In a recent survey performed by the Institute of Internal Auditors (“IIA”), it was found that 56% of North American companies used third party firms to conduct all or part of their Internal Audit function. With such a high percentage of companies already using external firms and the percentage vastly increasing, the IIA asked five questions and received 14,518 responses from 166 countries at the Chief Audit Executive (“CAE”), Director, Manager, and Staff levels.

Who uses third parties for internal audit activities?

  • According to the survey, financial sector, publicly traded organizations, and not-for-profit organizations were more likely to use third parties than public sector and privately held organizations.

How much work do third parties perform?

  • When the participants of the survey were asked what percentage of their organization’s internal audit activities were performed by a third party in the past calendar year, on average, 23% of internal audit activity was performed by third parties. This low percentage may be due to organizations maintaining a fully staffed and competent internal audit team or it could be an organization’s lack of budget or awareness to the services third parties can provide.

What are expectations for future use of third parties?

  • As the use of third parties relies heavily on the organization’s third party budget, it is important to analyze future growth and fluctuations in third party budgets. It was found that 30% of organizations anticipated growth, 12% anticipated a decrease, and 58% anticipated that the budget for third parties would stay the same. With 30% expecting growth in budget in the next year, now is a good time for the organizations to discuss what types of services they require.

What types of services are provided by third parties?

  • The possibilities are endless.  According to the IIA, the most common uses for a third party is to provide specialty skill, solve staff shortages, supplement staff on an ongoing basis, cover remote business locations, and perform special projects. The common uses listed can be modified to meet the organization’s needs and allotted budget. Many times an organization cannot hire a full time internal audit function, so they elect to completely outsource their internal audit function to a third party. This path is much more attractive because it is often less expensive to use consultants for specialty projects rather than having full time employees year round. It should be noted however, that the oversight of the internal audit function cannot be outsourced.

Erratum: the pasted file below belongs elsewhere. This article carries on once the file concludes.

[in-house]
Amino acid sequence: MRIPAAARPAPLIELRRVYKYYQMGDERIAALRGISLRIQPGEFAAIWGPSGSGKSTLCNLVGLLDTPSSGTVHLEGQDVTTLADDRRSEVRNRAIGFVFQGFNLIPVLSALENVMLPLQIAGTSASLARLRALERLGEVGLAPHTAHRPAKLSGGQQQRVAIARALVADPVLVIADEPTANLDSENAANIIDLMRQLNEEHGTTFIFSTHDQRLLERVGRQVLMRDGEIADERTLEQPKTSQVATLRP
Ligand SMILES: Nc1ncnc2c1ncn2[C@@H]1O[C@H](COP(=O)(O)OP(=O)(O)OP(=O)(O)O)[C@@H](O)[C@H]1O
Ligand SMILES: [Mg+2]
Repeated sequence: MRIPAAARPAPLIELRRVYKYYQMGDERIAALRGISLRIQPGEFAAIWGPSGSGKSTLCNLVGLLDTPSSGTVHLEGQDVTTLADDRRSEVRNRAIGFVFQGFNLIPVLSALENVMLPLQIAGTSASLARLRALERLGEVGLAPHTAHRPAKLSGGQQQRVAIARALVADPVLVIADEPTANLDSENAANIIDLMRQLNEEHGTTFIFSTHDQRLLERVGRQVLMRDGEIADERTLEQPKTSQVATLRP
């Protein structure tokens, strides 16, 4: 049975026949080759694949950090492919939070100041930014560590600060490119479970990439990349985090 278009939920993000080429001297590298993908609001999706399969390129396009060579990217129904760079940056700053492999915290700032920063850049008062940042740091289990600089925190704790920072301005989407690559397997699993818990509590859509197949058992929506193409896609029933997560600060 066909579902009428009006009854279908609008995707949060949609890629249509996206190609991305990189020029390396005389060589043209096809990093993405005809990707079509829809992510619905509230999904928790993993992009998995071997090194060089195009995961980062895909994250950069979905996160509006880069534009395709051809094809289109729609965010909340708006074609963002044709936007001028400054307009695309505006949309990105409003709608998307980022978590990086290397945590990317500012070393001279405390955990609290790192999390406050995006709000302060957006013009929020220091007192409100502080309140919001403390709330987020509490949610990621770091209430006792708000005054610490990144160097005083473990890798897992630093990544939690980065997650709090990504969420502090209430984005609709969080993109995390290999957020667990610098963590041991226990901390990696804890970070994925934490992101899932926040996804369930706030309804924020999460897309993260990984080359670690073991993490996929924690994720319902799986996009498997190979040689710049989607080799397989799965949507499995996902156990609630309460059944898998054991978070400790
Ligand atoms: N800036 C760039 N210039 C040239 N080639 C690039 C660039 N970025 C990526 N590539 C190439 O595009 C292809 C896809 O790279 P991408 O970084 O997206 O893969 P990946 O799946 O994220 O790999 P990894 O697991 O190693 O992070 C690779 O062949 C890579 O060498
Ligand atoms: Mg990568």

What are best practices for relationships with third parties?

  • While the third party will most likely interact with management and the audit committee, the CAE or designee is responsible for managing the effectiveness of the internal audit function. According to the IIA, the CAE or designee must have a sufficient understanding of the objectives the service provider will fulfill, communicate and sufficiently document these objectives during the engagement process, and provide adequate supervision to the service provider to ensure the objectives are met.

It is important for the organization and the third party firm to keep a successful relationship with clear objectives and expectations. It is also imperative for the third party to be clear on the different services they can provide and how the organization can utilize the third party’s diverse skill set.

For more information on how a third party can provide value to your organization, please contact a member of the Whitley Penn Risk Advisory Services Team.

Garrett Wilson Risk Advisory Services Senior Dallas Office

Garrett Wilson
Risk Advisory Services Senior
Dallas Office

Whitley Penn

About Whitley Penn